In the text
thumbnail Fig. 9.

Comparison between S8 values for different surveys. All results are shown for both multivariate maximum posterior (MAP) and PJ-HPD (upper solid bar), as well as the marginal mode and the marginal S8 credible interval (lower dot-dashed bar). The top three points show our fiducial KiDS-1000 results. The next four show a selection of recent cosmic shear analyses from external data as well as previous KiDS data releases. We note that S8 does not fully capture the degeneracy direction for all of the analysis above (see the discussion in Sect. 4.1 and Appendix A). For example for the HSC-Y1 contours α = 0.45 was found to be the best fitting power. The last entry shows the Planck 2018 (TT, TE, EE+lowE) constraints. An extended version of this plot can be found in Appendix A.

In the text
thumbnail Fig. 10.

Comparison between KiDS-1000 and other surveys in the S8 − Ωm plane. The fiducial KiDS-1000 results which use COSEBIs (orange) and the Planck primary anisotropy constraints (red) are shown in both panels. The DES-Y1 results of Troxel et al. (2018b, purple) and HSC-Y1 results of Hikage et al. (2019, grey) are shown in the left panel, while the KV450 constraints of Wright et al. (2020a, green) and the joint KV450 and DES-Y1 results of Asgari et al. (2020, blue) are shown in the right panel. A summary of these constraints in S8 can be found in Fig. 9.

In the text
thumbnail Fig. A.1.

Redshift distribution of sources in log-space. The distributions for each bin is shown for the full range of redshifts used in this analysis. Compare with Fig. 2.

In the text
thumbnail Fig. A.2.

The best-fitting curve of the form σ8 = Σ8m/0.3)α and its resulting Σ8. Here we demonstrate the fitting method using band powers. The dashed curve in the right-hand panel shows the best-fitting function to all samples in the σ8 and Ωm plane for which we find α = 0.58. The left-hand panel shows the resulting marginal Σ8 posterior against Ωm.

In the text
thumbnail Fig. A.3.

Constraints on sampled cosmological and astrophysical parameters. Results are shown for COSEBIs (orange), band powers (pink) and the 2PCFs (cyan). We use kernel density estimation to smooth the distributions, which in the case of poorly constrained parameters can produce artificial constraints near the prior boundaries (for example constraints on h or Ωbh2).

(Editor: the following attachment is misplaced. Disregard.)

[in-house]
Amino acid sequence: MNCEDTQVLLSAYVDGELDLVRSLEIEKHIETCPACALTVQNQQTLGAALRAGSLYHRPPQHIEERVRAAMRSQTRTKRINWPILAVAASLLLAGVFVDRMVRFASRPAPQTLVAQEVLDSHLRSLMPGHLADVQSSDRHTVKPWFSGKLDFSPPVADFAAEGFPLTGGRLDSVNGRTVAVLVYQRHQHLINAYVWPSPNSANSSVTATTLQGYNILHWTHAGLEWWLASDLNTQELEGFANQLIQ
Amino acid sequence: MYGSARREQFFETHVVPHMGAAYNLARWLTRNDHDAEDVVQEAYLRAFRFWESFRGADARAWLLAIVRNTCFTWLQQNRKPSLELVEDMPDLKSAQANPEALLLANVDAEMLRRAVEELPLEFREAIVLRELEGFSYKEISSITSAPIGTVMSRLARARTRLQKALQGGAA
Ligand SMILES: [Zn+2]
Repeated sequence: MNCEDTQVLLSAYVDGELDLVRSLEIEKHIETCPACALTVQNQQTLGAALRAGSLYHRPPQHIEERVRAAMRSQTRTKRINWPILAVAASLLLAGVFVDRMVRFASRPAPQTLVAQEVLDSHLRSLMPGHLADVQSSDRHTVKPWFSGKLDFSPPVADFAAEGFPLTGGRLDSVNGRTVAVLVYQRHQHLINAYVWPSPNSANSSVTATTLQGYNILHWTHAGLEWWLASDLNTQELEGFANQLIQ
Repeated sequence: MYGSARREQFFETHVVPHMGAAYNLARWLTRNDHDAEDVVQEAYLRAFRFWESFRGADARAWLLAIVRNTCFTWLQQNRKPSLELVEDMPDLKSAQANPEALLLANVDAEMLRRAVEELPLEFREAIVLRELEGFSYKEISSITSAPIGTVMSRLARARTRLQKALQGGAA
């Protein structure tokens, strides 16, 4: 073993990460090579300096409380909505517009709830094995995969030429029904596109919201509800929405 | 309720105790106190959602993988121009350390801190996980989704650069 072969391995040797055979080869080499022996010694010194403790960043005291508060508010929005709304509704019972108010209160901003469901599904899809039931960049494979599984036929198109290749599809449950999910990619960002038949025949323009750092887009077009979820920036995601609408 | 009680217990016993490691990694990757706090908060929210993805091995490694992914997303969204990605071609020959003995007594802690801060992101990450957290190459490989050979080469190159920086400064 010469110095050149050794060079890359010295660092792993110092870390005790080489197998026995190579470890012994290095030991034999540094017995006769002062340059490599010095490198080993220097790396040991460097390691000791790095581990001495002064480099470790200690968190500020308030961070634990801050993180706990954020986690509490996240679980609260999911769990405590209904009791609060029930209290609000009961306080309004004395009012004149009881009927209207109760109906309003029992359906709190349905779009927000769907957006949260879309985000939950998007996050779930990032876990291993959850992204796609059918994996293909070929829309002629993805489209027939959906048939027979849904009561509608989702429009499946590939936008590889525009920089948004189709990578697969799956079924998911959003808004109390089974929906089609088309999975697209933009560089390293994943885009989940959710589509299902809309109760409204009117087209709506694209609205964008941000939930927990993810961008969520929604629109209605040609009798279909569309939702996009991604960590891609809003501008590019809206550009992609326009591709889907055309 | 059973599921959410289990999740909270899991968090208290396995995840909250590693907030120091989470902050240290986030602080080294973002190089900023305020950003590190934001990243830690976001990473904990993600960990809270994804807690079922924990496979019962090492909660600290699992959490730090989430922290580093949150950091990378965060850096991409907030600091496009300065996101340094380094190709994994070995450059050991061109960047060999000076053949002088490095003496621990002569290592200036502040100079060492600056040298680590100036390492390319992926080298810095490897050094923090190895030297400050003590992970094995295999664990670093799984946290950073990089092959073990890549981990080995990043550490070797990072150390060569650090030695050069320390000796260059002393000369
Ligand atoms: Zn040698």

In the text
thumbnail Fig. A.4.

Constraints on δz and the intrinsic alignment amplitude AIA. The δz nuisance parameters represent our uncertainty in the mean of the redshift distributions. The input prior region is shown in grey. The prior for AIA is flat within its boundaries (the full range is between −6 and 6), while correlated Gaussian priors are used for the δz nuisance parameters (the δz priors are shifted to have a zero mean). Results are shown for COSEBIs (orange), band powers (pink) and the 2PCFs (cyan).

In the text
thumbnail Fig. A.5.

Comparison between S8 constraints of different surveys (extended version of Fig. 9). The top three group of bars show our KiDS-1000 results, for COSEBIs, band powers and 2PCFs. The green bars show the constraints from other cosmic shear surveys and the red ones refer to Planck 2018 results. The solid bar in each set shows the projected joint highest posterior density (PJ-HPD) credible region encompassing 68.3% of all sampled points (with the multivariate maximum posterior where determined). The dot-dashed bar displays the 1σ credible region around the maximum of the marginal distribution of S8 (Marginal HPD). For the external results we plot a third bar (dotted) showing their nominal reported values.

In the text
thumbnail Fig. B.1.

Cross-correlation matrix between COSEBIs (En), band powers (𝒞E,l) and 2PCFs (ξ±) from SALMO mocks. The top triangle shows the cross-correlation values corresponding to the colour-bar. The bottom triangle highlights the entries with more than 20% (red) or less than −20% (blue) correlation. We show results for tomographic bin combinations of the lowest and highest redshift bins only, resulting in three blocks per statistic containing the bin combinations 1–1, 1–5, and 5–5.

In the text
thumbnail Fig. B.2.